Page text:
Write dialogue and directions for a motion picture.
What does a Screenwriter do?
Amid the glitz and glamour of the Oscars, it’s easy to forget that the basis for all the nominated movies is good writing—there’s even an award for Best Original Screenplay. So the job of a screenwriter, which is to write the basis of a movie in the form of a script, is a pretty important one.
Unlike a novelist, a screenwriter creates written work that people experience visually. As a screenwriter, you put a story in script form, outlining what viewers will see and hear when the story is turned into a movie. It’s important for audiences to know what your characters are thinking, and it’s more interesting if you can show these thoughts through actions or dialogues.
This job entails tons of hard work and takes up a lot of your time. You create scripts composed of things like dialogues and scene descriptions—anything that will give the director an idea of how to visually create the story. You don’t have to worry about things like camera directions or blocking for actors, but you do have to write the entire script—all 100 pages, which is the average length of most scripts. And after you’ve completed your script, you need to rewrite it and then rewrite it again, and then once again rewrite it. The film industry is a difficult world to break into, so you want to make sure everything you send out is of excellent quality and completely polished.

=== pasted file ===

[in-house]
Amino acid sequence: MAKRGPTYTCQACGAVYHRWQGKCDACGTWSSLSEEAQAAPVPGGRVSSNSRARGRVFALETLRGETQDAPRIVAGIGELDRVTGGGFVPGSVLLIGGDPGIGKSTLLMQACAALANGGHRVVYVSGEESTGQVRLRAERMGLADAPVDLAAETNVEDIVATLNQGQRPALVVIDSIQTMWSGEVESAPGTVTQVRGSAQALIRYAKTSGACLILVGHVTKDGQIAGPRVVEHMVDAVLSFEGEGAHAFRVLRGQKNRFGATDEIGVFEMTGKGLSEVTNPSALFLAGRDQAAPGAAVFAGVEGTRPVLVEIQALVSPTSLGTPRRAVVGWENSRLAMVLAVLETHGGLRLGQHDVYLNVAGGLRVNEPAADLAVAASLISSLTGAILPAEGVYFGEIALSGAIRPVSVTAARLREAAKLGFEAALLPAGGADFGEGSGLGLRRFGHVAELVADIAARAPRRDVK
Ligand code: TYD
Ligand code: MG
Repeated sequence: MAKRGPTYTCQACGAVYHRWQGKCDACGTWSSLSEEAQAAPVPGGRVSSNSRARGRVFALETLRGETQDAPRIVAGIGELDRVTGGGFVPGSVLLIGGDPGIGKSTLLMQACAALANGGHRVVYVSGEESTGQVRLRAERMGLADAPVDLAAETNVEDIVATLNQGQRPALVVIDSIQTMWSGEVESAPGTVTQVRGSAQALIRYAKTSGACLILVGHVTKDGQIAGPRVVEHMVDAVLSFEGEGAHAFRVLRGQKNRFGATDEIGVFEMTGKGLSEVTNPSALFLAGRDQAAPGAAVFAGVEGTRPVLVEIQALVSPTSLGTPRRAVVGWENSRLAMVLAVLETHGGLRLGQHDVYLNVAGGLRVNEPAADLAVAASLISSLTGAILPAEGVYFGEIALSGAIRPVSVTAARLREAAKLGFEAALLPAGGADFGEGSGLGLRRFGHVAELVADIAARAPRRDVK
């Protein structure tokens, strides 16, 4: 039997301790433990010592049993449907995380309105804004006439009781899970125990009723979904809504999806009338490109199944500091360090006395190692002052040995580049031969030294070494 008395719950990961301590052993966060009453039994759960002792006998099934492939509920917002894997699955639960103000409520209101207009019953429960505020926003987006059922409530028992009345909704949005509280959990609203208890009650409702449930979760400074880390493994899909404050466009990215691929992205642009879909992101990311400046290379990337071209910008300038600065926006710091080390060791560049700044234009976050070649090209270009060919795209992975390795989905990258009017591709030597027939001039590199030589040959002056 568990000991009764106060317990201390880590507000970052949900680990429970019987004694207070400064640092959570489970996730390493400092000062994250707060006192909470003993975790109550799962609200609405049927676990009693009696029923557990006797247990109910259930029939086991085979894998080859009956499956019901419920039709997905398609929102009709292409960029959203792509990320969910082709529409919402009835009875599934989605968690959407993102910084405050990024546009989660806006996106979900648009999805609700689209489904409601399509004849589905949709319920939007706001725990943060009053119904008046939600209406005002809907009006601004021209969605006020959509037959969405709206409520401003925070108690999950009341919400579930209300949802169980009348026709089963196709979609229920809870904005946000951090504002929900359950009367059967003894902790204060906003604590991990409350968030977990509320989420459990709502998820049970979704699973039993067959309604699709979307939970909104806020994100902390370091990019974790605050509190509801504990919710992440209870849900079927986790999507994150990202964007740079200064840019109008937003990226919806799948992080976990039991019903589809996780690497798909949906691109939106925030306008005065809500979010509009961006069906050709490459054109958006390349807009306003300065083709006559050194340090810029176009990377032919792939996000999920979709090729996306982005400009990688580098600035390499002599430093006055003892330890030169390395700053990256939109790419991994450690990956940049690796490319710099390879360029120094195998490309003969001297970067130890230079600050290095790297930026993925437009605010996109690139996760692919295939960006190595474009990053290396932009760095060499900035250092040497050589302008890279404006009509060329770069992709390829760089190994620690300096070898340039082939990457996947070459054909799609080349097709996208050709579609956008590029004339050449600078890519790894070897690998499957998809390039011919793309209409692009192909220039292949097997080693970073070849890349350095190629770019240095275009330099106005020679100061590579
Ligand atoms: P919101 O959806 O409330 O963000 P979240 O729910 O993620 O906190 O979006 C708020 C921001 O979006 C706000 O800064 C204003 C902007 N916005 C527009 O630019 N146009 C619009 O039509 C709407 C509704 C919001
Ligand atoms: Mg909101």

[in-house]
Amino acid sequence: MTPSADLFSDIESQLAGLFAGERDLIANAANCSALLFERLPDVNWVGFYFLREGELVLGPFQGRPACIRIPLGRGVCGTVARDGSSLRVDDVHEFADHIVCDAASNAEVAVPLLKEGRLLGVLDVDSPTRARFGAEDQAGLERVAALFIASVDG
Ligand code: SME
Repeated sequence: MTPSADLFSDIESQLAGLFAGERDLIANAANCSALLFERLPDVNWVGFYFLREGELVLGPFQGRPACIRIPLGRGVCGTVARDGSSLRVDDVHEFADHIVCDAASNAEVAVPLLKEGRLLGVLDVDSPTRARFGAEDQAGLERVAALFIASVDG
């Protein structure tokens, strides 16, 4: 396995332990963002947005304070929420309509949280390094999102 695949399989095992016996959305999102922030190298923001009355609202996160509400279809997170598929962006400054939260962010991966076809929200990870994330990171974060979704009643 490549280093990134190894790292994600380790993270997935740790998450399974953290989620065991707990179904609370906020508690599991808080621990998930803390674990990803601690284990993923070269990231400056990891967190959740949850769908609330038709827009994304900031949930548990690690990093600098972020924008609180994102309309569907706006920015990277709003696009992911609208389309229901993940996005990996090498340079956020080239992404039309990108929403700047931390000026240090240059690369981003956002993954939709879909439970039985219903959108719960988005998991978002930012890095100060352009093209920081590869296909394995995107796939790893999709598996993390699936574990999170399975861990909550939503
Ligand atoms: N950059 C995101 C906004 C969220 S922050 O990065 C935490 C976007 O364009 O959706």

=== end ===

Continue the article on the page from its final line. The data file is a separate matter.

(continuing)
This job is big on collaboration which means your script serves as an outline for directors, which they can change if they so choose. Once it’s sold, you often have no say over the changes that get made. Sometimes, other writers are even hired to rework your original idea. That being said, you can’t deny that it would be extremely exciting to walk into a movie theater and watch a movie that you helped create.